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USA - A sea of choices confronts Biden admin in ocean protection

When it comes to meeting its aggressive conservation pledge, the Biden administration appears to have a head start on protecting the United States’ oceans — after all, on paper, the nation is already more than two-thirds of the way to the goal.

But as the administration puts together a tracking mechanism for its pledge to conserve 30 percent of the nation’s lands and waters by 2030, environmental activists warn that frequently cited statistics provide a misleading picture of ocean conservation.

At the same time, advocates for the fishing industry question counter the nation is much closer to the final objective — if not already there. They argue that conservation shouldn’t always mean activities like fishing are banned and say their industry has shown itself willing to help protect vulnerable species.

This split could become a key issue as a quartet of agencies — the Interior, Commerce and Agriculture departments, along with the White House Council on Environmental Quality — work to establish a database, formally known as the “American Conservation and Stewardship Atlas,” in coming months (E&E News PM, Sept. 29).

“While we share with the Biden administration a genuine goal to set aside 30 percent of the ocean by 2030 as a conserved area, our concern would be that the easy way out would be to ignore the quality of conservation, the representivity of conservation and the permanence of conservation,” said Mike Gravtiz, director of policy and legislation at the Marine Conservation Institute.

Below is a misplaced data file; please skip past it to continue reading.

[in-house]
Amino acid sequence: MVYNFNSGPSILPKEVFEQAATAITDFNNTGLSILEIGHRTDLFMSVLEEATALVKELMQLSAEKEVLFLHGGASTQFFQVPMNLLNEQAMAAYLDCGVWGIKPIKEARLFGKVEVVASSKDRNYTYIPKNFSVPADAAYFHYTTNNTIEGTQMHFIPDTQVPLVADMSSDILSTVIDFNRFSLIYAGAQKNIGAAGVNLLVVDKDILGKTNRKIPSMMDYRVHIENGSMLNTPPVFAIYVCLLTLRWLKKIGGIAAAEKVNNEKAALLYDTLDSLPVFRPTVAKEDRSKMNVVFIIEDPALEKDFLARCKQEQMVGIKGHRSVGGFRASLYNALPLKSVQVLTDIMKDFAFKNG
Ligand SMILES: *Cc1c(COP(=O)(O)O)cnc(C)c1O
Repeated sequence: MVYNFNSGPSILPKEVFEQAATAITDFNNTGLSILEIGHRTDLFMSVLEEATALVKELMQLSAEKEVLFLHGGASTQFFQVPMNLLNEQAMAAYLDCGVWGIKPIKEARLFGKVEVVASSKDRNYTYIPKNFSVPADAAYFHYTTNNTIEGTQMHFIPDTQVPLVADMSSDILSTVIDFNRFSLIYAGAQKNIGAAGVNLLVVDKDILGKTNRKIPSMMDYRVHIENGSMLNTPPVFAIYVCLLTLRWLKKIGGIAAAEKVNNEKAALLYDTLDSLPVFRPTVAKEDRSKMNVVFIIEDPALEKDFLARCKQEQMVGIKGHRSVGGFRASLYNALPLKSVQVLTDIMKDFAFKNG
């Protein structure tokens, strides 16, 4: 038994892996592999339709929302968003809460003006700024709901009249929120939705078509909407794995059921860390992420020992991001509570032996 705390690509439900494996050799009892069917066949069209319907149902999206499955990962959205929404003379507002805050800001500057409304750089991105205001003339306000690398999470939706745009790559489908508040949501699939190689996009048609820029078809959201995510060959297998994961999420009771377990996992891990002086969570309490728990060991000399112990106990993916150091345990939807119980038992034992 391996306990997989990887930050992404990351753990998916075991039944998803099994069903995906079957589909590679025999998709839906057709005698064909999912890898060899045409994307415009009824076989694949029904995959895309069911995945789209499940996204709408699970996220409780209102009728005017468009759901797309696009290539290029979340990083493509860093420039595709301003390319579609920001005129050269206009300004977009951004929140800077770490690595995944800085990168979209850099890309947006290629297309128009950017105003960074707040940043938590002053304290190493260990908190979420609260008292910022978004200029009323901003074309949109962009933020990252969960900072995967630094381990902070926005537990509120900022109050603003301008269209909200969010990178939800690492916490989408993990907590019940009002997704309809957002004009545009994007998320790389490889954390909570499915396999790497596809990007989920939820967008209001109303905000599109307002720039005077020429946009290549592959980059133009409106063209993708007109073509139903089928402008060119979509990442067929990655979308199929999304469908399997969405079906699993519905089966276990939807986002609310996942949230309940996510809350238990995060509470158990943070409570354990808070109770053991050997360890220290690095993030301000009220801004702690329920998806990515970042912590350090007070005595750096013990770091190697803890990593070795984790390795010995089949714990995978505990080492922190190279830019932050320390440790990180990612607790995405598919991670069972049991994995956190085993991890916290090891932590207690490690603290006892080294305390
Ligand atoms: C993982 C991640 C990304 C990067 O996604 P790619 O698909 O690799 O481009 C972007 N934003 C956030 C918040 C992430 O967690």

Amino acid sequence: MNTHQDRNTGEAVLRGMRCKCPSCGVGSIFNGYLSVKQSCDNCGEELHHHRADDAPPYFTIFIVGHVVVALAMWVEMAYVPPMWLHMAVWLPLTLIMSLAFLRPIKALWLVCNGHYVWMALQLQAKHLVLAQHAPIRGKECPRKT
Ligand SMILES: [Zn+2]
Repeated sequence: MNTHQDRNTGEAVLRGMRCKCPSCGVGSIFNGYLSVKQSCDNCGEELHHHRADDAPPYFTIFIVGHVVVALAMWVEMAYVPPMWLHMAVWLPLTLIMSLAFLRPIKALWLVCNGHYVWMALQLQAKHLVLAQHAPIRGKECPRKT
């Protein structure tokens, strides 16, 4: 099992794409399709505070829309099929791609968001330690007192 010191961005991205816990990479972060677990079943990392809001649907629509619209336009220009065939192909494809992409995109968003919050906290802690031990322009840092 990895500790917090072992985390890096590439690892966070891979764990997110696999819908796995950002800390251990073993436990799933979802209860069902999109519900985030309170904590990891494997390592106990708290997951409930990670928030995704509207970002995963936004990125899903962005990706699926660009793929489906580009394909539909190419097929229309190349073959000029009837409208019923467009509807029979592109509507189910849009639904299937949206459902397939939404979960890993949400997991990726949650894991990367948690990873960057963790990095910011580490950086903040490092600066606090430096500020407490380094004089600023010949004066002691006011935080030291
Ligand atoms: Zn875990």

According to the institute’s Marine Protection Atlas, or MPAtlas, the nation has already implemented “fully or highly protected” regions in 23 percent of ocean waters. That standard includes areas where no extractive activities are permitted — banning industrial fishing, drilling or archaeological digging — or only light extractive activities are allowed.

But nearly all of those protected waters are located in the far reaches of the Pacific Ocean.

The Papahānaumokuākea Marine National Monument, Pacific Remote Islands Marine National Monument, Rose Atoll Marine National Monument and Marianas Trench Marine National Monument — a combined 1.2 million square miles — account for more than 99 percent of the currently protected seas.

That leaves the bulk of the nation’s 11 large marine ecosystems, in areas from the Arctic to the Caribbean, unprotected, said Oceana Pacific Campaign Manager and Senior Scientist Ben Enticknap.

“Any biologist will tell you that you can’t do that,” Enticknap said. “You have to have habitat representation and species representation. It doesn’t do anything for North Atlantic right whales if you’re protecting the far western Pacific.”

Enticknap and other environmentalists openly acknowledge the reality behind why the nation’s most highly protected seas also happen to be among its most remote locations.

“As we get closer and closer to the mainland and communities, it gets a lot more complicated because more users of the ocean end up being affected,” Enticknap said.